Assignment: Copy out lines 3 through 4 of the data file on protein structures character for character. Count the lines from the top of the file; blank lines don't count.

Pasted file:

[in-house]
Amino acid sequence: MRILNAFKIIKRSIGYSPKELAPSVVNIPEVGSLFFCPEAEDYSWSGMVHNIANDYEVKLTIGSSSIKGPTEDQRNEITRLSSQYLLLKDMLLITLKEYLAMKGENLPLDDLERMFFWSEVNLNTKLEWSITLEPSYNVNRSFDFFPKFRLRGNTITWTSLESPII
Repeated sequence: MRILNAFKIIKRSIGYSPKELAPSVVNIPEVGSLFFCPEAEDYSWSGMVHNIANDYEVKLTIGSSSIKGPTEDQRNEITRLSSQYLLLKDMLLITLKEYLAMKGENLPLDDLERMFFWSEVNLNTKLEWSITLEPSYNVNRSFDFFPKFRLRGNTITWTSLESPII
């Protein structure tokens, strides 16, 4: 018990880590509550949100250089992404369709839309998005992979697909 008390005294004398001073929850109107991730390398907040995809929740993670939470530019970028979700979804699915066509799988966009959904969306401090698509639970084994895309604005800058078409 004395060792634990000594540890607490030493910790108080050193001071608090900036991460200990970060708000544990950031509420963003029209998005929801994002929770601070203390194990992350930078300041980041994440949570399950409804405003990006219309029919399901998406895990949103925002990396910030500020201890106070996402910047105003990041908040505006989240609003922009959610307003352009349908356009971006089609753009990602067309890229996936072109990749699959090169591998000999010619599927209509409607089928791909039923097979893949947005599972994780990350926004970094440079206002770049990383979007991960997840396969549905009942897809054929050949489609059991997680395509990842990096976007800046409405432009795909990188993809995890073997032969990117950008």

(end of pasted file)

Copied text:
Repeated sequence: MRILNAFKIIKRSIGYSPKELAPSVVNIPEVGSLFFCPEAEDYSWSGMVHNIANDYEVKLTIGSSSIKGPTEDQRNEITRLSSQYLLLKDMLLITLKEYLAMKGENLPLDDLERMFFWSEVNLNTKLEWSITLEPSYNVNRSFDFFPKFRLRGNTITWTSLESPII
């Protein structure tokens, strides 16, 4: 018990880590509550949100250089992404369709839309998005992979697909 008390005294004398001073929850109107991730390398907040995809929740993670939470530019970028979700979804699915066509799988966009959904969306401090698509639970084994895309604005800058078409 004395060792634990000594540890607490030493910790108080050193001071608090900036991460200990970060708000544990950031509420963003029209998005929801994002929770601070203390194990992350930078300041980041994440949570399950409804405003990006219309029919399901998406895990949103925002990396910030500020201890106070996402910047105003990041908040505006989240609003922009959610307003352009349908356009971006089609753009990602067309890229996936072109990749699959090169591998000999010619599927209509409607089928791909039923097979893949947005599972994780990350926004970094440079206002770049990383979007991960997840396969549905009942897809054929050949489609059991997680395509990842990096976007800046409405432009795909990188993809995890073997032969990117950008």